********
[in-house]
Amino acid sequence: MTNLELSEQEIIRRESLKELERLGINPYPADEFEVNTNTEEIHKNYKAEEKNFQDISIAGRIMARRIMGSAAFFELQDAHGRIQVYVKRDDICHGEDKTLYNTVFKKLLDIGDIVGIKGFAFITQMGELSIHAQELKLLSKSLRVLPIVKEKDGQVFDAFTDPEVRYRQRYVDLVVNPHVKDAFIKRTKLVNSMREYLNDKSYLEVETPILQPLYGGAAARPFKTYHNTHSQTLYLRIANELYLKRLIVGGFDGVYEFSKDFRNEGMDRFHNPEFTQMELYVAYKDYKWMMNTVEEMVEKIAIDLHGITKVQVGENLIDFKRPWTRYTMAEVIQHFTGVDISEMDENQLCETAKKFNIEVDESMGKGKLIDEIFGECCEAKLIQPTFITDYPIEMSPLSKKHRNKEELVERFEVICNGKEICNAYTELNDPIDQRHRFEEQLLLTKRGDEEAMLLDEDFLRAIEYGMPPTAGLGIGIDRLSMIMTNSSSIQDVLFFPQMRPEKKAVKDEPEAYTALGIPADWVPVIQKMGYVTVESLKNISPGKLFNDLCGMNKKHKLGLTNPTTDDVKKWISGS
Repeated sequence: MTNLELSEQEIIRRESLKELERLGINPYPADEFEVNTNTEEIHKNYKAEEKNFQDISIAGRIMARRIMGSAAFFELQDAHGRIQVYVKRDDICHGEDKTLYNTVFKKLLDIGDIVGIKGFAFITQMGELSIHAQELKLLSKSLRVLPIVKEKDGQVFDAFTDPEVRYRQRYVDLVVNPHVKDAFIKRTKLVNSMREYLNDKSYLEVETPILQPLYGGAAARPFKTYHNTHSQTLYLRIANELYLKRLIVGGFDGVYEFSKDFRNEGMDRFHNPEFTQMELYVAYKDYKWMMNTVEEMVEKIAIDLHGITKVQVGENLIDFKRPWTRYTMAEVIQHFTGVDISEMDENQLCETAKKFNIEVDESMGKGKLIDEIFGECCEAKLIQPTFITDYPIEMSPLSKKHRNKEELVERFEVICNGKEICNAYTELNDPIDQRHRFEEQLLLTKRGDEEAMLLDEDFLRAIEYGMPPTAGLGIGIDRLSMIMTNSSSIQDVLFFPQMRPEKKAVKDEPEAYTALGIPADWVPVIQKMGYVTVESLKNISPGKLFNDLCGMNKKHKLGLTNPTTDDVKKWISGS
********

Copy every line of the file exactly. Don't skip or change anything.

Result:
[in-house]
Amino acid sequence: MTNLELSEQEIIRRESLKELERLGINPYPADEFEVNTNTEEIHKNYKAEEKNFQDISIAGRIMARRIMGSAAFFELQDAHGRIQVYVKRDDICHGEDKTLYNTVFKKLLDIGDIVGIKGFAFITQMGELSIHAQELKLLSKSLRVLPIVKEKDGQVFDAFTDPEVRYRQRYVDLVVNPHVKDAFIKRTKLVNSMREYLNDKSYLEVETPILQPLYGGAAARPFKTYHNTHSQTLYLRIANELYLKRLIVGGFDGVYEFSKDFRNEGMDRFHNPEFTQMELYVAYKDYKWMMNTVEEMVEKIAIDLHGITKVQVGENLIDFKRPWTRYTMAEVIQHFTGVDISEMDENQLCETAKKFNIEVDESMGKGKLIDEIFGECCEAKLIQPTFITDYPIEMSPLSKKHRNKEELVERFEVICNGKEICNAYTELNDPIDQRHRFEEQLLLTKRGDEEAMLLDEDFLRAIEYGMPPTAGLGIGIDRLSMIMTNSSSIQDVLFFPQMRPEKKAVKDEPEAYTALGIPADWVPVIQKMGYVTVESLKNISPGKLFNDLCGMNKKHKLGLTNPTTDDVKKWISGS
Repeated sequence: MTNLELSEQEIIRRESLKELERLGINPYPADEFEVNTNTEEIHKNYKAEEKNFQDISIAGRIMARRIMGSAAFFELQDAHGRIQVYVKRDDICHGEDKTLYNTVFKKLLDIGDIVGIKGFAFITQMGELSIHAQELKLLSKSLRVLPIVKEKDGQVFDAFTDPEVRYRQRYVDLVVNPHVKDAFIKRTKLVNSMREYLNDKSYLEVETPILQPLYGGAAARPFKTYHNTHSQTLYLRIANELYLKRLIVGGFDGVYEFSKDFRNEGMDRFHNPEFTQMELYVAYKDYKWMMNTVEEMVEKIAIDLHGITKVQVGENLIDFKRPWTRYTMAEVIQHFTGVDISEMDENQLCETAKKFNIEVDESMGKGKLIDEIFGECCEAKLIQPTFITDYPIEMSPLSKKHRNKEELVERFEVICNGKEICNAYTELNDPIDQRHRFEEQLLLTKRGDEEAMLLDEDFLRAIEYGMPPTAGLGIGIDRLSMIMTNSSSIQDVLFFPQMRPEKKAVKDEPEAYTALGIPADWVPVIQKMGYVTVESLKNISPGKLFNDLCGMNKKHKLGLTNPTTDDVKKWISGS